Alone in an ALIEN-Nation

Arresting, defiant and thoughtful in turn, a series of 12 portraits stared back at the audience at the Dotun Makun's MFA Exhibition entitled Alien Nation. Measuring up to 1.7x1.2, the Alumni Gallery at the Albany Science Museum hasn’t seen such striking work on its walls in a long time.

It is clear that the Rhodes student, Makun, who is completing his Masters in Fine Art this year, is asking some hard-hitting questions about the Nigerian diaspora through this body of work entitled ALIEN-Nation.

The body of work is split into two series. The Outsiders, is comprised of seven vast, dark
portraits of Nigerian women who live and work in Grahamstown. The artist spent a total of up to six hours per subject, painting from life.

The composition is based on the proportions of passport photos, which are “signifiers of identity as well as the currency of border crossing,” explains his supervisor, Ms Tanya Poole.

“Through engaging in the traditional studio portrait process, careful perceptual observation and a telling interaction between sitter and painter are created. The gravitas of this interaction plays out in the rich paint and deeply humanist ethos of these works,” she said.

Makun describes how the eyes received the most attention in the development of the portraits as it served as a marker of the subject’s identity. “Throughout the studio session we interacted and the sitters told me so much about themselves and I would do same. It somehow seemed the steady gaze and exchange had something to do with it,” he said.

The connection between the sitter and painter resulted in many layers of emotion being expressed through the eyes. “I seek ways to retell life and living with my agency and the way I 'see' or 'feel' it. My joy and grief are trapped within my medium and this paradox is essentially present in my work. Technique and skill are crucial aspects or qualities I consider relevant in my work process, as I am my own biggest critic. This is why there is continuous motivation to better and improve myself constantly,” he said.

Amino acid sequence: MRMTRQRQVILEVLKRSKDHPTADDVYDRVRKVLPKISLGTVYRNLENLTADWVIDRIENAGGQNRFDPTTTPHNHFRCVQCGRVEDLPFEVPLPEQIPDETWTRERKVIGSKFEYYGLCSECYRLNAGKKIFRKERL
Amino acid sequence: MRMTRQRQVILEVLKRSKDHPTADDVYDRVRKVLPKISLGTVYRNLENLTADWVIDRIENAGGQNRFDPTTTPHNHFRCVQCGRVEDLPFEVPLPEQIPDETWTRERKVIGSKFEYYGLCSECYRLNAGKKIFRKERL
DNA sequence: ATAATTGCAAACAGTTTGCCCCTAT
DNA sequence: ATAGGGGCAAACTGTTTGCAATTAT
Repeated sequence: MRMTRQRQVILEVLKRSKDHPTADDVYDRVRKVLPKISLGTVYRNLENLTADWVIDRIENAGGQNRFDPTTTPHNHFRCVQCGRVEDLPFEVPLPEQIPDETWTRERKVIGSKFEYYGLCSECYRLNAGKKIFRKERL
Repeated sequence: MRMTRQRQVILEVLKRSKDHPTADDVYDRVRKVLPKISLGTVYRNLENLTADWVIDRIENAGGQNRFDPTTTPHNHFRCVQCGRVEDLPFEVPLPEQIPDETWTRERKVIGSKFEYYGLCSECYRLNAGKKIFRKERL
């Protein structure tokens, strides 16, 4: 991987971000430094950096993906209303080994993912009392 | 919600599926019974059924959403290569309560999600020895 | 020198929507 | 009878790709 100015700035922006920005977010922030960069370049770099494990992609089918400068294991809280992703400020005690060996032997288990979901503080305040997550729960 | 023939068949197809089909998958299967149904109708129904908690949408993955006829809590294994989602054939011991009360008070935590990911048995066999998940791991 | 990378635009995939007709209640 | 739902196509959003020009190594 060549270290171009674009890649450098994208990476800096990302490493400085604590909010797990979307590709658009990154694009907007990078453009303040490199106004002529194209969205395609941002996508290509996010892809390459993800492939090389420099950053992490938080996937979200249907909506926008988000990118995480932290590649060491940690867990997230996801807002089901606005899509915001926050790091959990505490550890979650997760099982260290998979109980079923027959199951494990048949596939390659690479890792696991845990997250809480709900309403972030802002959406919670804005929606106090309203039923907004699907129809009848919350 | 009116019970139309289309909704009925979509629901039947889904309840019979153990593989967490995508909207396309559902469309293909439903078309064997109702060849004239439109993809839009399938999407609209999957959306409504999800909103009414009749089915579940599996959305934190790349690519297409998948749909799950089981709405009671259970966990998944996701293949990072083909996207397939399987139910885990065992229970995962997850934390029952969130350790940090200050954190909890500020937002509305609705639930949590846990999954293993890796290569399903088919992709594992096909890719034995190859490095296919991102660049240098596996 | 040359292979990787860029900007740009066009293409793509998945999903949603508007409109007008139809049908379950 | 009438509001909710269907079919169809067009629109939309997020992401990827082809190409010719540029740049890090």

The second series, Ghana-must-go, is of Nigerian men, set against the geometric background of the bags used by African traders and travellers.

In Nigeria, these bags were given the ‘Ghana-must-go’ label after Ghanaians were forcibly removed from Nigeria in 1983. Dotun has been on both sides of the exile’s fence: as a Nigerian in Nigeria at a time when Ghanaians were expelled, and as a Nigerian in a foreign country still overshadowed by xenophobia.

At the exhibition opening on Thursday, 1 December Prof Ruth Simbao commended Dotun for the “pertinent and subtle lessons” he poses through questioning these stereotypes.

“In sophisticated and meaningful ways the exhibition ALIEN-Nation grapples with this very intricate impulse to on the one hand deconstruct ‘the nation’ so as to lessen the weight of its shadow, and on the other hand to respectfully deal with and confront the lived experiences of discrimination and violence that lurk within this shadow,” she said.

She said that by using the pattern from the so-called Ghana-must-go bags the viewer’s assumptions about foreigners are questioned. This is echoed in how Dotun purposefully included portraits of people who are not Nigerian in the exhibition.

“Do we automatically associate a Nigerian or a Congolese accent with refugee status, with poverty, with struggle, with crime, with foreignness?” she challenged.

“A creative tension is set up between the stereotypes associated with these bags and the fact that Makun's sitters are professors, doctors and university students; they are visitors, permanent residents and citizens. In short, they are simply individuals: Josh, Steven, Dotun.”

ALIEN-Nation will run from the 1-9 December, open from 10am to 4pm daily. The artist will conduct walkabouts on Wednesday, 7 December and Friday, 9 December at 3pm.

Photo and story by Anna-Karien Otto


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